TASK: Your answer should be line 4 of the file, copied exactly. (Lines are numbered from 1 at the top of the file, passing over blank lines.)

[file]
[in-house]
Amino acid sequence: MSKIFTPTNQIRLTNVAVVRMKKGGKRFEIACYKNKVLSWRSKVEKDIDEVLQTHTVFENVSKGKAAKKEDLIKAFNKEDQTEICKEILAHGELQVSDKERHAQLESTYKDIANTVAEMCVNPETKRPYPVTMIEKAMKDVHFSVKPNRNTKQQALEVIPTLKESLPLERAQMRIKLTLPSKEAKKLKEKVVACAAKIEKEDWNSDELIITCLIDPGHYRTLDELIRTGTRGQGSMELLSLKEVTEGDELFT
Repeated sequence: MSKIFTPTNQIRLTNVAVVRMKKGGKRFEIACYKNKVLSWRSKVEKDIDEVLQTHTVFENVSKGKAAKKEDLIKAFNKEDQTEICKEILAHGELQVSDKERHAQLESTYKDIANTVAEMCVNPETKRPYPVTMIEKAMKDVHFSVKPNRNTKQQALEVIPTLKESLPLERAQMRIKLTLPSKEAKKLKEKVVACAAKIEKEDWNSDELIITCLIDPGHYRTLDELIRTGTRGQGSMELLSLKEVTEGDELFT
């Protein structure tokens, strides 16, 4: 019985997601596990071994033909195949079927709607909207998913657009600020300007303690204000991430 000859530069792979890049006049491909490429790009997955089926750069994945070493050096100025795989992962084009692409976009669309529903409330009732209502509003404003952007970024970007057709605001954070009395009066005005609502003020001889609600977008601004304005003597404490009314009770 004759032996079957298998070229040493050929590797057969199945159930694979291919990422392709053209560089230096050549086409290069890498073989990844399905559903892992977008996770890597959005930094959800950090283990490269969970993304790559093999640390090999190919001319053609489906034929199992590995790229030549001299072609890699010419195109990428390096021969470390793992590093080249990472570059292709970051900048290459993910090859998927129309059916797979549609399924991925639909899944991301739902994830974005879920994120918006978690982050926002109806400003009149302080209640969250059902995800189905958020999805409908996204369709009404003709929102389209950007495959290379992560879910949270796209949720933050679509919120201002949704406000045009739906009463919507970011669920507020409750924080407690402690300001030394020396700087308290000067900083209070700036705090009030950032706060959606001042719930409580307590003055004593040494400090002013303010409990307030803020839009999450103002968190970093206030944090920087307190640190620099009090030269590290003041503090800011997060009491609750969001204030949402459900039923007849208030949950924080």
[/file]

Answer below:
């Protein structure tokens, strides 16, 4: 019985997601596990071994033909195949079927709607909207998913657009600020300007303690204000991430 000859530069792979890049006049491909490429790009997955089926750069994945070493050096100025795989992962084009692409976009669309529903409330009732209502509003404003952007970024970007057709605001954070009395009066005005609502003020001889609600977008601004304005003597404490009314009770 004759032996079957298998070229040493050929590797057969199945159930694979291919990422392709053209560089230096050549086409290069890498073989990844399905559903892992977008996770890597959005930094959800950090283990490269969970993304790559093999640390090999190919001319053609489906034929199992590995790229030549001299072609890699010419195109990428390096021969470390793992590093080249990472570059292709970051900048290459993910090859998927129309059916797979549609399924991925639909899944991301739902994830974005879920994120918006978690982050926002109806400003009149302080209640969250059902995800189905958020999805409908996204369709009404003709929102389209950007495959290379992560879910949270796209949720933050679509919120201002949704406000045009739906009463919507970011669920507020409750924080407690402690300001030394020396700087308290000067900083209070700036705090009030950032706060959606001042719930409580307590003055004593040494400090002013303010409990307030803020839009999450103002968190970093206030944090920087307190640190620099009090030269590290003041503090800011997060009491609750969001204030949402459900039923007849208030949950924080």